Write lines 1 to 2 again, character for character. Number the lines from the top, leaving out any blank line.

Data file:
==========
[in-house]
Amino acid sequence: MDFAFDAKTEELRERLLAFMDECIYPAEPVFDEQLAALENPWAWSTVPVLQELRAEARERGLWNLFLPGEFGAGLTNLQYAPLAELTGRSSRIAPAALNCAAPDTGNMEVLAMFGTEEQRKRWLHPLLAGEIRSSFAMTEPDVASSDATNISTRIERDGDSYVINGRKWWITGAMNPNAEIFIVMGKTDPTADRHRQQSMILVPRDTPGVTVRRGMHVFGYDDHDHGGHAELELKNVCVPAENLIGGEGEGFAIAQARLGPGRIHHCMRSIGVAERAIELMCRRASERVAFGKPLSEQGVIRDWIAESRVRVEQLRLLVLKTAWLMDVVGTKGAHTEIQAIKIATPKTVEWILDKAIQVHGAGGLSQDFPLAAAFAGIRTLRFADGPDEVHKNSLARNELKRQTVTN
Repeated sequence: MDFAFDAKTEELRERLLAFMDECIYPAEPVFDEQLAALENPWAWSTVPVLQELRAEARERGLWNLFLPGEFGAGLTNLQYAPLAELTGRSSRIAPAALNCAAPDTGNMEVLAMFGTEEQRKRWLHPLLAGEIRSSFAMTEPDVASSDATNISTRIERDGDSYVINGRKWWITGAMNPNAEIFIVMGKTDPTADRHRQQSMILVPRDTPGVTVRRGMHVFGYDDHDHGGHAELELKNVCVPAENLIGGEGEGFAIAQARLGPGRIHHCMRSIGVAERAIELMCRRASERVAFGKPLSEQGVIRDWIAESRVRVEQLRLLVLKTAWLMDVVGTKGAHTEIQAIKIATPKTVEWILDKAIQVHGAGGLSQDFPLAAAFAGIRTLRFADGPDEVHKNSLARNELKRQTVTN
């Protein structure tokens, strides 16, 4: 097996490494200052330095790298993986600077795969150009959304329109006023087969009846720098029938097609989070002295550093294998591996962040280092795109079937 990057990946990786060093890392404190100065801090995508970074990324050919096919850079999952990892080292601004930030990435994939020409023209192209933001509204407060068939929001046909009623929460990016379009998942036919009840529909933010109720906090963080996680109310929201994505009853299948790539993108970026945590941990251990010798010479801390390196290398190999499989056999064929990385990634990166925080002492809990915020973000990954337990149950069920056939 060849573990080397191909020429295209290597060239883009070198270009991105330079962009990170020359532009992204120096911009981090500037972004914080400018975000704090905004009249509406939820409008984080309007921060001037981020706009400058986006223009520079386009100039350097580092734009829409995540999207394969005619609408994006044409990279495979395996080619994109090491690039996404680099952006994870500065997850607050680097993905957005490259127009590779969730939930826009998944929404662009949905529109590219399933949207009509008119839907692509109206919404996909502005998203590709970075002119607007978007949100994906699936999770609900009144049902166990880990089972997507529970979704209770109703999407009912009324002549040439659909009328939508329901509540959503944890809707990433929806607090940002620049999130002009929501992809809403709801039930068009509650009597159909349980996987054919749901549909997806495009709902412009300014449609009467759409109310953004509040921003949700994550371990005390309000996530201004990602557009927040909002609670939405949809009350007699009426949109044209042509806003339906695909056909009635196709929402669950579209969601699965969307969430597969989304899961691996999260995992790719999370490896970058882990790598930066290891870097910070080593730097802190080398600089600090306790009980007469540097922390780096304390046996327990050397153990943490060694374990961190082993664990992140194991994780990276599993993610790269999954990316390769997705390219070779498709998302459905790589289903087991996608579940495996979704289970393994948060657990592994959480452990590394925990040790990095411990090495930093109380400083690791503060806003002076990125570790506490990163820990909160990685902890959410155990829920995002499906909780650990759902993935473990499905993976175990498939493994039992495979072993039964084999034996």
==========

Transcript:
[in-house]
Amino acid sequence: MDFAFDAKTEELRERLLAFMDECIYPAEPVFDEQLAALENPWAWSTVPVLQELRAEARERGLWNLFLPGEFGAGLTNLQYAPLAELTGRSSRIAPAALNCAAPDTGNMEVLAMFGTEEQRKRWLHPLLAGEIRSSFAMTEPDVASSDATNISTRIERDGDSYVINGRKWWITGAMNPNAEIFIVMGKTDPTADRHRQQSMILVPRDTPGVTVRRGMHVFGYDDHDHGGHAELELKNVCVPAENLIGGEGEGFAIAQARLGPGRIHHCMRSIGVAERAIELMCRRASERVAFGKPLSEQGVIRDWIAESRVRVEQLRLLVLKTAWLMDVVGTKGAHTEIQAIKIATPKTVEWILDKAIQVHGAGGLSQDFPLAAAFAGIRTLRFADGPDEVHKNSLARNELKRQTVTN